TEN years ago, a Registry of Companies and Businesses officer stopped Ms Kuik Shiao-Yin from registering a tuition centre under the name School of Thought. He said: “If you’re a School of English or School of Maths, I can understand. But School of Thought?”
She explained that they would teach subjects in a new way, so as to spark empathy and social responsibility, but he still couldn’t understand. Finally, they compromised with the name “School of Thought Learning Centre”.
But Ms Kuik says since then, “Singapore has shifted on all levels”.“We’re very optimistic about where Singapore can be. We see so much potential, strength and beauty here.”
What disturbs her though is the “groundswell of hate and deliberate blindness” online from those who show no interest in rational debate. “It’s an emotional thing now which comes down to I don’t care what you say, I don’t feel like I trust you.”
She believes the unhappiness stems from a national narrative that has for too long been about practical, “head-driven” concerns and not “heart to heart”. The Thought Collective hopes to shift people towards a more affirming way of looking at the country.
Its enterprises include a tuition centre, two restaurants and Thinkscape, which organises learning journeys to introduce different narratives about Singapore, “to get people to question old narratives”.
One journey focuses on the divide between old and new Singaporeans. Students visit foreign worker dormitories, and engage migrant workers in conversation.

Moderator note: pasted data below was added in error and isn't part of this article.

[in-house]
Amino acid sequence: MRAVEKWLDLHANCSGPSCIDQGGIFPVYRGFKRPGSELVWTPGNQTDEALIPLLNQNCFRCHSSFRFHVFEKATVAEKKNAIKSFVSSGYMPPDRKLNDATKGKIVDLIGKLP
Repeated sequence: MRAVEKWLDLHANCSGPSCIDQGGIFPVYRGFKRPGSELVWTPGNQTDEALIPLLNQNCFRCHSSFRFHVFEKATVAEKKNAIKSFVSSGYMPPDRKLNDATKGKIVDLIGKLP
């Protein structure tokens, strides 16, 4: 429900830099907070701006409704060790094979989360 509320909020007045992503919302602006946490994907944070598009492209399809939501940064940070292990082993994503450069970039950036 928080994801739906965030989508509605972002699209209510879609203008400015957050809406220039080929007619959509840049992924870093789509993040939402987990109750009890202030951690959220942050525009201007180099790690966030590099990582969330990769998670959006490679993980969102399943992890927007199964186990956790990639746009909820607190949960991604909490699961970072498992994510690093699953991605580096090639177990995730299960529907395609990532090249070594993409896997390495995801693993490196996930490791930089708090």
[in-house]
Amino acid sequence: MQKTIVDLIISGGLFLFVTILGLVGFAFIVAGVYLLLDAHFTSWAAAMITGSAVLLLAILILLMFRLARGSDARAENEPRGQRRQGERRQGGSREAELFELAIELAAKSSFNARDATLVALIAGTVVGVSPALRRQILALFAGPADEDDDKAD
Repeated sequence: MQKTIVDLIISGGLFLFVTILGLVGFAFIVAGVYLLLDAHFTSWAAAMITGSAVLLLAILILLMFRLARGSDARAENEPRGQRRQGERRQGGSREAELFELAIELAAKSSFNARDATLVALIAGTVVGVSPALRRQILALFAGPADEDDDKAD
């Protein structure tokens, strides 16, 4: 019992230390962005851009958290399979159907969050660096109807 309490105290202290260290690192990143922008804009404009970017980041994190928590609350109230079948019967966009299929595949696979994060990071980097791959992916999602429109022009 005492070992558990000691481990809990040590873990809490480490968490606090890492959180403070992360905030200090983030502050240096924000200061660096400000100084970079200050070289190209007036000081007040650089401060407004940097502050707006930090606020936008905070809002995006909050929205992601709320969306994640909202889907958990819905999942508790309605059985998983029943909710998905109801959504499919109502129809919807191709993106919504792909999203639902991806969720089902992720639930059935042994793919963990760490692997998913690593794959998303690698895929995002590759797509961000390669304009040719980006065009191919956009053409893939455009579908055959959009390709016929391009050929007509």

“The students actually experience how people live. Usually by the end of it, there is some shift in narrative,” says Ms Kuik.
Singapore is in a “major season of testing”, she says, and the onus is on her generation – the 30- to 40-somethings – to “walk and talk” and help bring about the Singapore they want to see. “I see enough Singaporeans who are stepping up, caring and doing stuff that I think this nation won’t fall to the haters.”
For this year’s National Day Rally, Ms Kuik is interested in seeing the Prime Minister speak “authentically and vulnerably” about where he sees Singapore going, what he is encouraged or discouraged by and what he sees in the people he interacts with.
“There’s a battle for the spirit of Singapore. It’s not about which political party wins or loses in the next election. It’s about what spirit we are going to allow to move Singapore forward over the next few years.”